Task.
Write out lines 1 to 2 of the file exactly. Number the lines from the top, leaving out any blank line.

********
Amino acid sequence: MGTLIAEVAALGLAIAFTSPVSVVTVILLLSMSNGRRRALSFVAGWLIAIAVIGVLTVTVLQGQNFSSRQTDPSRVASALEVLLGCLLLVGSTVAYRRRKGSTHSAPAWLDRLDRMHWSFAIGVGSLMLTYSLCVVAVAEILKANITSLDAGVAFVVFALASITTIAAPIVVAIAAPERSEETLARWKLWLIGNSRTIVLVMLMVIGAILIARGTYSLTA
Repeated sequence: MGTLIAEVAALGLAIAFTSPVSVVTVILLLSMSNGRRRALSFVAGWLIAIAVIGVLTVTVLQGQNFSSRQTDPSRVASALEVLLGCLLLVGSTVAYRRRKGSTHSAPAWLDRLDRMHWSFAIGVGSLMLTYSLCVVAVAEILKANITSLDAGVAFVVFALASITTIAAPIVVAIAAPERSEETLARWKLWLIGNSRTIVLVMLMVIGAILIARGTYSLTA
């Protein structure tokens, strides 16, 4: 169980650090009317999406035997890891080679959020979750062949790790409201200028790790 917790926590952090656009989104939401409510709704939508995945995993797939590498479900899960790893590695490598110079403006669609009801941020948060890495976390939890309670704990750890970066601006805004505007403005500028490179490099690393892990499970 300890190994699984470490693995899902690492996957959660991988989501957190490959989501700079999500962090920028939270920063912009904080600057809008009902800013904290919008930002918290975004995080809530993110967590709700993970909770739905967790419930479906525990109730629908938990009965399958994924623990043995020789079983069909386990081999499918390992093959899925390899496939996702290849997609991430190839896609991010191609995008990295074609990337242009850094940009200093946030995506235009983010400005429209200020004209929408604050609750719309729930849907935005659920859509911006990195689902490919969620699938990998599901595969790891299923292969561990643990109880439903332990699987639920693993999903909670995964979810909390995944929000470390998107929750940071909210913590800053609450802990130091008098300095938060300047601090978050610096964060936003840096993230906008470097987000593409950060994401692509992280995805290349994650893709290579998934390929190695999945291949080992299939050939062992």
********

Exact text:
Amino acid sequence: MGTLIAEVAALGLAIAFTSPVSVVTVILLLSMSNGRRRALSFVAGWLIAIAVIGVLTVTVLQGQNFSSRQTDPSRVASALEVLLGCLLLVGSTVAYRRRKGSTHSAPAWLDRLDRMHWSFAIGVGSLMLTYSLCVVAVAEILKANITSLDAGVAFVVFALASITTIAAPIVVAIAAPERSEETLARWKLWLIGNSRTIVLVMLMVIGAILIARGTYSLTA
Repeated sequence: MGTLIAEVAALGLAIAFTSPVSVVTVILLLSMSNGRRRALSFVAGWLIAIAVIGVLTVTVLQGQNFSSRQTDPSRVASALEVLLGCLLLVGSTVAYRRRKGSTHSAPAWLDRLDRMHWSFAIGVGSLMLTYSLCVVAVAEILKANITSLDAGVAFVVFALASITTIAAPIVVAIAAPERSEETLARWKLWLIGNSRTIVLVMLMVIGAILIARGTYSLTA